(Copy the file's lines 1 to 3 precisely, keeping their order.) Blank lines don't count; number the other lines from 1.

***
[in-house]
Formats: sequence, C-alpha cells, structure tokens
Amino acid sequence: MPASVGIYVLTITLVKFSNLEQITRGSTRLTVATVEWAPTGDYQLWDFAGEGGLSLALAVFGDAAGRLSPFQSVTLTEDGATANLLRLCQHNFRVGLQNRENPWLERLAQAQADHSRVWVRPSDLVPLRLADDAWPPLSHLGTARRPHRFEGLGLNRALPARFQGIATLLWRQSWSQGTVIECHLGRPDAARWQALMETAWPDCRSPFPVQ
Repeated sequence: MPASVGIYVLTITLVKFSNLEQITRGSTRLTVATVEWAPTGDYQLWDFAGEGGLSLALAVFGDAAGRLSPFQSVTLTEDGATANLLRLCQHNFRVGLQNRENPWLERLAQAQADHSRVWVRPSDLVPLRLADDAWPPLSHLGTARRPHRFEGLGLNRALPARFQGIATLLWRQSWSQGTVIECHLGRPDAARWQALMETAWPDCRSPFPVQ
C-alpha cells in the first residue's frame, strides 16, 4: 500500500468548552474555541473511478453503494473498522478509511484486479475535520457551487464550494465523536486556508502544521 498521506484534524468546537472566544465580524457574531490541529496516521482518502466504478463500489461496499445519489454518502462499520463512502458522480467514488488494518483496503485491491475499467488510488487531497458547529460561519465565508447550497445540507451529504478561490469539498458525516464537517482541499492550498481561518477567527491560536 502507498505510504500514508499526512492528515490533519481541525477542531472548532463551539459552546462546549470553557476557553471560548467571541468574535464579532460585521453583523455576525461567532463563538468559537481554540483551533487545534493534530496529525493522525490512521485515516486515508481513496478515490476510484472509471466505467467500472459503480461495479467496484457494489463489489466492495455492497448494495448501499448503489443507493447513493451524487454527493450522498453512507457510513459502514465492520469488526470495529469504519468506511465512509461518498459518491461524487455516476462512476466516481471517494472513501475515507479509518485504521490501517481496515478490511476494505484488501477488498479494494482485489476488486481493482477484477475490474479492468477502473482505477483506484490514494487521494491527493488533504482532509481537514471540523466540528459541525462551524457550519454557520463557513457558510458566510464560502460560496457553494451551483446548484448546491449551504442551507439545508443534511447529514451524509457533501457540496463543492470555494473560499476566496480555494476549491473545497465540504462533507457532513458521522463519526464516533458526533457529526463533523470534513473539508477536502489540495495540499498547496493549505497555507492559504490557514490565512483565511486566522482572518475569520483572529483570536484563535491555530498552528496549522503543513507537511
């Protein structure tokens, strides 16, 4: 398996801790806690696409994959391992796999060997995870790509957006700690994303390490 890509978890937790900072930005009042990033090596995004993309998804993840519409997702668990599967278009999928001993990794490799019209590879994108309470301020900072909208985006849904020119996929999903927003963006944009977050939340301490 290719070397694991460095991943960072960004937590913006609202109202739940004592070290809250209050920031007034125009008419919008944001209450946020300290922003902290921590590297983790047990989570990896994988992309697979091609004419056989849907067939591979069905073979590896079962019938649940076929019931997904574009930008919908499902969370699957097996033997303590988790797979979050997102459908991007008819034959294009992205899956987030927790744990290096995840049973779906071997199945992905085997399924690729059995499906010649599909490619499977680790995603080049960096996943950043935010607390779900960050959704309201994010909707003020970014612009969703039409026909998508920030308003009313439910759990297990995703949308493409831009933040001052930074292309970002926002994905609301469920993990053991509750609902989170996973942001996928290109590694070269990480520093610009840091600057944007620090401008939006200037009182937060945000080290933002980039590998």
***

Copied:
[in-house]
Formats: sequence, C-alpha cells, structure tokens
Amino acid sequence: MPASVGIYVLTITLVKFSNLEQITRGSTRLTVATVEWAPTGDYQLWDFAGEGGLSLALAVFGDAAGRLSPFQSVTLTEDGATANLLRLCQHNFRVGLQNRENPWLERLAQAQADHSRVWVRPSDLVPLRLADDAWPPLSHLGTARRPHRFEGLGLNRALPARFQGIATLLWRQSWSQGTVIECHLGRPDAARWQALMETAWPDCRSPFPVQ